Lancashire veteran honoured for World War Two bravery

D Day war veteran Russell Dunkeld was presented with a substitute Legion D'Honneur medal by the King's Own Museum in Lancaster, as Mr Dunkeld is waiting for the real one to arrive and has terminal cancer. Mr Dunkeld proudly displays his award.
D Day war veteran Russell Dunkeld was presented with a substitute Legion D'Honneur medal by the King's Own Museum in Lancaster, as Mr Dunkeld is waiting for the real one to arrive and has terminal cancer. Mr Dunkeld proudly displays his award.
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D-Day landings veteran Russell Dunkeld has been honoured in a ceremony to mark his bravery during World War Two.

Russell, 89, has terminal cancer and his family is desperately trying to get his Legion d’Honneur medal – France’s top military honour – to recognise his actions as a teenager during World War Two.

It was a wonderful day, Dad really enjoyed himself and he can’t stop looking at the medal now.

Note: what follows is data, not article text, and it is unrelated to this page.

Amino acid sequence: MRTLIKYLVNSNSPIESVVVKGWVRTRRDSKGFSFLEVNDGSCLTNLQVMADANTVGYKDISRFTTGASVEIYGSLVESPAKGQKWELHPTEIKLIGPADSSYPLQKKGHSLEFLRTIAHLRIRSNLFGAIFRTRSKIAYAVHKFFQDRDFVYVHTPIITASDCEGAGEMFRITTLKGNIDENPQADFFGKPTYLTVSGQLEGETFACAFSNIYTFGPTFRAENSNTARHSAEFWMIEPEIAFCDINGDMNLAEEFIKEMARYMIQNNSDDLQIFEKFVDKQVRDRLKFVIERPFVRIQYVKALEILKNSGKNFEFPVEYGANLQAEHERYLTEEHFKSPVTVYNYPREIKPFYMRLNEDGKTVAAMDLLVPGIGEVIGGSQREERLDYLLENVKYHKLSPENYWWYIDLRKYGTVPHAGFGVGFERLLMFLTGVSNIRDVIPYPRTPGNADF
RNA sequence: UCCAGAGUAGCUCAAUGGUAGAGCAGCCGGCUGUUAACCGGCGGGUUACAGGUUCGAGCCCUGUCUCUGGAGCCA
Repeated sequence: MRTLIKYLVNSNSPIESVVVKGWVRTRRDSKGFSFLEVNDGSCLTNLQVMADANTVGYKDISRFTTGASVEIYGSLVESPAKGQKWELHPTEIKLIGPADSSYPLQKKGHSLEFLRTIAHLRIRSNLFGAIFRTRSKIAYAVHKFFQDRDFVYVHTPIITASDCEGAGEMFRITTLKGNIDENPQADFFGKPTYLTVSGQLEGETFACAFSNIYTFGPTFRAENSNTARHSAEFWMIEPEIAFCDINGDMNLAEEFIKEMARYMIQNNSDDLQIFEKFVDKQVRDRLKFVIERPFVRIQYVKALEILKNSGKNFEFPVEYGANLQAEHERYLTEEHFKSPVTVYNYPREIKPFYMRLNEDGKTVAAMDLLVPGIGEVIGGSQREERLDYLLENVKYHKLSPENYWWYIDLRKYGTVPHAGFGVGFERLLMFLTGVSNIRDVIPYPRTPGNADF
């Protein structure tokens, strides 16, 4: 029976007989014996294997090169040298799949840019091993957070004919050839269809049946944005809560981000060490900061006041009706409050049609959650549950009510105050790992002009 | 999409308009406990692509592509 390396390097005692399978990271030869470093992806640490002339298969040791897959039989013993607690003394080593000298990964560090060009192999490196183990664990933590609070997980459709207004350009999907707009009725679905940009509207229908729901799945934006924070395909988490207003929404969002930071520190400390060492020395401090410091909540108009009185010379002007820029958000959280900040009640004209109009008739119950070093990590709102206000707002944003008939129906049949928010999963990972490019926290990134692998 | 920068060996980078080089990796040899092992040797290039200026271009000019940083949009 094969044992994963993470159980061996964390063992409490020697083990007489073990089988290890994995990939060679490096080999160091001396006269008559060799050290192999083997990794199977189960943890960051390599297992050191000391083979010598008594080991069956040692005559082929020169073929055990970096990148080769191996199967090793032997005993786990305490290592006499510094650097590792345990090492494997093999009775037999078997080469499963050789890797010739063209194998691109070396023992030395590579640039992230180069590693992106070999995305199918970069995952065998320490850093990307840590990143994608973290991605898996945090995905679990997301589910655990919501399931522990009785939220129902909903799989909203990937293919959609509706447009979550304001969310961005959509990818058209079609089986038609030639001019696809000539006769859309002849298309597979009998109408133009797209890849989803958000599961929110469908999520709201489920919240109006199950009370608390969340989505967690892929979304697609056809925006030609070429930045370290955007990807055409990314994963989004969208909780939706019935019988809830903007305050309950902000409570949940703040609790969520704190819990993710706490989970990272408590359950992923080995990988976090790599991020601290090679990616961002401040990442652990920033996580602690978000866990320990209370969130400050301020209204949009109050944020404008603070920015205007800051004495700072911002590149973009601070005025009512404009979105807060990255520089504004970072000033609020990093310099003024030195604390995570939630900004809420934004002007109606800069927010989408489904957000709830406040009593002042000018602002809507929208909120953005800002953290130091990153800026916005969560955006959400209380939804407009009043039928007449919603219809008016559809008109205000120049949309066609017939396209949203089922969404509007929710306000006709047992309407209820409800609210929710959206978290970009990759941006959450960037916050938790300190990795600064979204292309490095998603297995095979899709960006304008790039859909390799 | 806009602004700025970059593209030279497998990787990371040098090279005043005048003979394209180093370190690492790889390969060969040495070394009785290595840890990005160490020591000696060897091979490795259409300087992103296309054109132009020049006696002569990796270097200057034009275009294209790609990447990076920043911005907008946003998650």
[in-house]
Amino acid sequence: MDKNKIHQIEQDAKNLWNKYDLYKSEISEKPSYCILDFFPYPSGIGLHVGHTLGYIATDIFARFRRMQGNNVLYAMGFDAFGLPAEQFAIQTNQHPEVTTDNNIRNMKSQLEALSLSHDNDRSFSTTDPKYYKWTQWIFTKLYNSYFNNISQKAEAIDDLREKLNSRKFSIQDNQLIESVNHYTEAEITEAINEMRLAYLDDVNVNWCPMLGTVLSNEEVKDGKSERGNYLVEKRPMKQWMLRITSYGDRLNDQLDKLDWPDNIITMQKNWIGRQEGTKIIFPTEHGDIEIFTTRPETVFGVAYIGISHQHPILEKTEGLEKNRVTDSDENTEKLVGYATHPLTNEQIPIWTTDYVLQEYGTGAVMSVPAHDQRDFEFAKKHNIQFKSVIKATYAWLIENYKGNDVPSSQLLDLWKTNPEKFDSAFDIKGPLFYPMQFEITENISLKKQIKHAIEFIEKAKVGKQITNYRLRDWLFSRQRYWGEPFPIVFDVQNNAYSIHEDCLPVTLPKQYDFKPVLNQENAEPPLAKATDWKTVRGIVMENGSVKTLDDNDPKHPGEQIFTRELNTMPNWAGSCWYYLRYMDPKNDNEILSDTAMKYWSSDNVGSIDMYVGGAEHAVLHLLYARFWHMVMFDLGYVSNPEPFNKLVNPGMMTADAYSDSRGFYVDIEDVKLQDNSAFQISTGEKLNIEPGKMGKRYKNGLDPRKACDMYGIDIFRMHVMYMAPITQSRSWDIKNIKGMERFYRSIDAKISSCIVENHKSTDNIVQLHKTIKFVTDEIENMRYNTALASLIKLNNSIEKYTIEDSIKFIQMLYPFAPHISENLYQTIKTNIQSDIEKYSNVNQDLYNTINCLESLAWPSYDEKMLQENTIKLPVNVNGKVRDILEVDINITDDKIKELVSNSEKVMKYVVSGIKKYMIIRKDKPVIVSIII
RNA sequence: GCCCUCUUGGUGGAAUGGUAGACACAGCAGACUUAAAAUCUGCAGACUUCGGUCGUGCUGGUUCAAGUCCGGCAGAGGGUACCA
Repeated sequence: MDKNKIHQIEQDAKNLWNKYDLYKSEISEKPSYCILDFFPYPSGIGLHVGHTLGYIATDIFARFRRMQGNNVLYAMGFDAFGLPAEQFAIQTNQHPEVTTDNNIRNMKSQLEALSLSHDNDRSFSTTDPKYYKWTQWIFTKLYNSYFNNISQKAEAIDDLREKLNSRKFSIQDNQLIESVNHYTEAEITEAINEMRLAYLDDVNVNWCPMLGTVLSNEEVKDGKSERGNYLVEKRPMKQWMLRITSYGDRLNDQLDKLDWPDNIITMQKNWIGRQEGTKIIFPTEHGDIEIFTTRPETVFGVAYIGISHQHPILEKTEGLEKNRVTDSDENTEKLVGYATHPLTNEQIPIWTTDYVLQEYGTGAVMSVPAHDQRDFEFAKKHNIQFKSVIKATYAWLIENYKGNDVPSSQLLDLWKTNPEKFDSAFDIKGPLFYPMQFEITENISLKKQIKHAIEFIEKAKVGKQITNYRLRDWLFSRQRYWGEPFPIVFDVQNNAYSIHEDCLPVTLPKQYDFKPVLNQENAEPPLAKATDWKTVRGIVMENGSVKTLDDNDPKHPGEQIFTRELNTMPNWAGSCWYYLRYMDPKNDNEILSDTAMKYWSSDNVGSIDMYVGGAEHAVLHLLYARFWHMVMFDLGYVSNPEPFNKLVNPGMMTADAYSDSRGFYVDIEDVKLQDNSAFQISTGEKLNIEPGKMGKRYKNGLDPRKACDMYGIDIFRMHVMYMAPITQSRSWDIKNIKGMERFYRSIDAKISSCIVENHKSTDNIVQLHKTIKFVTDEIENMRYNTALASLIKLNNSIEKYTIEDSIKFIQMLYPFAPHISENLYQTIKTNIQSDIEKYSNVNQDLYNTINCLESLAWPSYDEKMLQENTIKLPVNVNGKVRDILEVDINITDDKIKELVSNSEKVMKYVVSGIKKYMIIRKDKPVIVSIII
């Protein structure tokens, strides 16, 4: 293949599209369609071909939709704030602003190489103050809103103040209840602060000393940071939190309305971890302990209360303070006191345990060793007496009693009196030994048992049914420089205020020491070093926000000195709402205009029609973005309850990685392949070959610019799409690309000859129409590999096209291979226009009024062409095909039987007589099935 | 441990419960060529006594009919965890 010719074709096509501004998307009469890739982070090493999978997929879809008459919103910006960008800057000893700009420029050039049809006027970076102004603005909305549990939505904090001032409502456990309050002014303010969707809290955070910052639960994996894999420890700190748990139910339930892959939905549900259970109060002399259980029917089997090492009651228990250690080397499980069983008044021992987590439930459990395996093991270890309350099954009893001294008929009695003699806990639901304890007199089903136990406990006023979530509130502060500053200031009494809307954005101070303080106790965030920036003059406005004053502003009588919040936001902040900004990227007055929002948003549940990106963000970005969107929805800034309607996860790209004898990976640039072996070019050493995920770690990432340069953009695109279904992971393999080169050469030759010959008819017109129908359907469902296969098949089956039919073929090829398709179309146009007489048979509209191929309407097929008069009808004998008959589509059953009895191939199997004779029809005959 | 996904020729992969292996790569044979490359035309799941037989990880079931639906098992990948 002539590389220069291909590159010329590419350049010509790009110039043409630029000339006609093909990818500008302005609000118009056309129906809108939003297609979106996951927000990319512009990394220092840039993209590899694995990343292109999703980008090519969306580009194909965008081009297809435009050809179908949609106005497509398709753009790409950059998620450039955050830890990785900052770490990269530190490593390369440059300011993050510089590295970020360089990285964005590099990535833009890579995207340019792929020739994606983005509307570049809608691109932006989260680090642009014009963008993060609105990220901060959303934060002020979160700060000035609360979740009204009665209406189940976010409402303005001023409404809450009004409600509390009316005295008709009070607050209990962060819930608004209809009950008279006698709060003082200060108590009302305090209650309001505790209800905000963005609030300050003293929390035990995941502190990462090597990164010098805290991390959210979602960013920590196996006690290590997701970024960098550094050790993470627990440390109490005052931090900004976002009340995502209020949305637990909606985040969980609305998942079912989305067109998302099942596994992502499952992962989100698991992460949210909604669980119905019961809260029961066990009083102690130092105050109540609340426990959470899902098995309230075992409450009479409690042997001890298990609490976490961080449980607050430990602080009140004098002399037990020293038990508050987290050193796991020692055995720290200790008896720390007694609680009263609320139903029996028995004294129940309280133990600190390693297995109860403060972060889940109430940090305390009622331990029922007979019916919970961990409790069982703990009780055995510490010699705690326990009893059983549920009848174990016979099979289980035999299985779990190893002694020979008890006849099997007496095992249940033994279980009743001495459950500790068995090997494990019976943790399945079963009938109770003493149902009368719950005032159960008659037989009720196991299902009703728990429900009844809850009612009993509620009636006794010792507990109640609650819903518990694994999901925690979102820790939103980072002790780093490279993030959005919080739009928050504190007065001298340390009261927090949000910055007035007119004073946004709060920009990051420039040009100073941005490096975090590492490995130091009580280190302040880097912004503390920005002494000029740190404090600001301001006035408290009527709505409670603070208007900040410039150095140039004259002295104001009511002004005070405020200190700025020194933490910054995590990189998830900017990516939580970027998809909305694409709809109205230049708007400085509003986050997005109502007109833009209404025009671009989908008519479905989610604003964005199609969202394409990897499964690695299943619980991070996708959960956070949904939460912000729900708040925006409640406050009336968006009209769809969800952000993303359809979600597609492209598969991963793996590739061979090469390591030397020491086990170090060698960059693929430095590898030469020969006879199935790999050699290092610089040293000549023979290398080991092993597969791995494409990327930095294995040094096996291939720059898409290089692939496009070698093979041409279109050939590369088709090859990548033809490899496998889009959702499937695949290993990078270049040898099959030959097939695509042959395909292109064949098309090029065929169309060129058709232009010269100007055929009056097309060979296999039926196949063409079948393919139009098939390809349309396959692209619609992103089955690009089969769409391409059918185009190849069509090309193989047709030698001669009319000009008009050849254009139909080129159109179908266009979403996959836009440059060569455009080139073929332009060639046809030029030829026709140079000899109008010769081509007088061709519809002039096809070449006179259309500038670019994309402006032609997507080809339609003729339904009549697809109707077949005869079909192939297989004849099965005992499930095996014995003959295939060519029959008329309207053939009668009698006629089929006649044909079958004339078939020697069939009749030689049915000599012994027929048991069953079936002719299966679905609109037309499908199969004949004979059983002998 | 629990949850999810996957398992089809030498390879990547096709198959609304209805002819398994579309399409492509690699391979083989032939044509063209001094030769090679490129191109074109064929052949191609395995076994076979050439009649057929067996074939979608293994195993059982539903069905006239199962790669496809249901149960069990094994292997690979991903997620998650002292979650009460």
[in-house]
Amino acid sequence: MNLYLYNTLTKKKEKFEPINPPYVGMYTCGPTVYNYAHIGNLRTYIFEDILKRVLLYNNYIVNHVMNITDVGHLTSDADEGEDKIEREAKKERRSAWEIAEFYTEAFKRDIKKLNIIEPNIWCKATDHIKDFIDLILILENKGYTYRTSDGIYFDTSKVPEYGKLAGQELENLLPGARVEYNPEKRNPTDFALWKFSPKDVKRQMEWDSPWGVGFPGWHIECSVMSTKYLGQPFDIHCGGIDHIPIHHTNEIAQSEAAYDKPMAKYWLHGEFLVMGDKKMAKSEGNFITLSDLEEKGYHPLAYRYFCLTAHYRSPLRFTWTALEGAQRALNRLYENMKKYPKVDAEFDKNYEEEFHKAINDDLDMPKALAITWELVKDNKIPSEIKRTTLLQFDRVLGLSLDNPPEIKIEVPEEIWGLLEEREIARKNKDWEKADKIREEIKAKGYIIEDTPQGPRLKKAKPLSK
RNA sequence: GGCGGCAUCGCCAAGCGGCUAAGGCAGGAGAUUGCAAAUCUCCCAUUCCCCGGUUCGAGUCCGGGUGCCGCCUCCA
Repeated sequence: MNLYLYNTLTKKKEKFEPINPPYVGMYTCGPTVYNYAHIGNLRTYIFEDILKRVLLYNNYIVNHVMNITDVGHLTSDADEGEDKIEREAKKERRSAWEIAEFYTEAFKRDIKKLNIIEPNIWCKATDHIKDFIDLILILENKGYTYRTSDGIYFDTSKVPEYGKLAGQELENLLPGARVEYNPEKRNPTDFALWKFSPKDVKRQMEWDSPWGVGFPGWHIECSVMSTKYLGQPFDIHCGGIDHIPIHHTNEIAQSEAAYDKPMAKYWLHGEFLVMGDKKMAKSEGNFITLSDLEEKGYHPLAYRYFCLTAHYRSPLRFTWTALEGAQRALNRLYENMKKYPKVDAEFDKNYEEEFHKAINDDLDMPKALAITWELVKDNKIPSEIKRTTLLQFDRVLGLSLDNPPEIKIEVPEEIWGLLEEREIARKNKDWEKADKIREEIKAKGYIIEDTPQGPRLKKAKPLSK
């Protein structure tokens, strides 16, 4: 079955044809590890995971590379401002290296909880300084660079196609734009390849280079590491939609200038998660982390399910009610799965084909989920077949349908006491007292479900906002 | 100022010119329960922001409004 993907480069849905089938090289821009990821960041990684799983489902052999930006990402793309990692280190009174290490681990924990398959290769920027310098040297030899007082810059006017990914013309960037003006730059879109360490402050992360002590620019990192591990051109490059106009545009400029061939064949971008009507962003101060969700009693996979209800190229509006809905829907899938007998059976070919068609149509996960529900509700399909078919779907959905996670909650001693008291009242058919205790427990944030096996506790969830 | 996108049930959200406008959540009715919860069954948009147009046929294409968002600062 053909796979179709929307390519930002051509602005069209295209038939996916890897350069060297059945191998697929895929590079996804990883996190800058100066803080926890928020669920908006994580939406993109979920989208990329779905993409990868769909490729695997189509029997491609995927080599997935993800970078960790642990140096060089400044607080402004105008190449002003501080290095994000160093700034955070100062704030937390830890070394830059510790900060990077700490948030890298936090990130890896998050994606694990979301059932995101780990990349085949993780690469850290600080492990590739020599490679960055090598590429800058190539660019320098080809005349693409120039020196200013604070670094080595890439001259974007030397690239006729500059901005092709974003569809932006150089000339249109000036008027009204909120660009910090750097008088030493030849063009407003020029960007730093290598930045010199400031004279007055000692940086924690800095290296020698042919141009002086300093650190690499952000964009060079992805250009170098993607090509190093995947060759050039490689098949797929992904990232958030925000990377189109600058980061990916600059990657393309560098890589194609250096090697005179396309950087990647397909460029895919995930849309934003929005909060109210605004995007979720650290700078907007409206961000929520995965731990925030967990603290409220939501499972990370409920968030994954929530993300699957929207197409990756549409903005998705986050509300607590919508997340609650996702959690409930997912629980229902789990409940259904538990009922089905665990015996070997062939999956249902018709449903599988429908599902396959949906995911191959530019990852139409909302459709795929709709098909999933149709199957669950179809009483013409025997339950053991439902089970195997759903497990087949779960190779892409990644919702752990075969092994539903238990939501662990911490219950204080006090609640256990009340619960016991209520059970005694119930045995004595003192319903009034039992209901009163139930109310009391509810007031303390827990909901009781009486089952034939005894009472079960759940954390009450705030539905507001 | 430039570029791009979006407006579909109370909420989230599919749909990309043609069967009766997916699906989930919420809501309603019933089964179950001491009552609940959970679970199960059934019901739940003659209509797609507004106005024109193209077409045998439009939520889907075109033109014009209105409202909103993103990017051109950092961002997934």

Widowed father-of-two Russell, who lives in Lancaster, was just 18 when he took part in the D-Day landings and, aboard HM Landing Ship (tank) 304, was one of the first to arrive on French soil at Sword Beach on June 6, 1944.

His family organised a “mock” ceremony with the help of museum curator Peter Donnelly from the King’s Own museum in Lancaster to award him with a temporary Legion d’Honneur medal on Monday, in lieu of his own.

Russell was joined at the museum by family members, as well as Lancashire Fire Brigade representatives, who chatted to him about his time as a firefighter after the war.

Russell’s son, also called Russell, said: “It was a wonderful day, Dad really enjoyed himself and he can’t stop looking at the medal now.

“We wholly understand that the delay by the French authorities has been unavoidable.

“Far more applications than expected were received. We respect the French for recognising the debt owed by them to British veterans in this way.

As an Acting Able Seaman in the Royal Navy, Russell was a medic/stretcher bearer with the role of collecting the wounded from the beaches and conveying them back to the ship for medical treatment

The Legion D’Honneur is the highest award which France can bestow and we are grateful for the French nation’s expression of gratitude.

Requests for the Legion d’Honneur award are being processed by the Ministry of Defence (MOD), who then forward the details to the French authorities to make the final decisions on the awards. An MOD spokesman said they were “working hard” to process the 2,700 applications.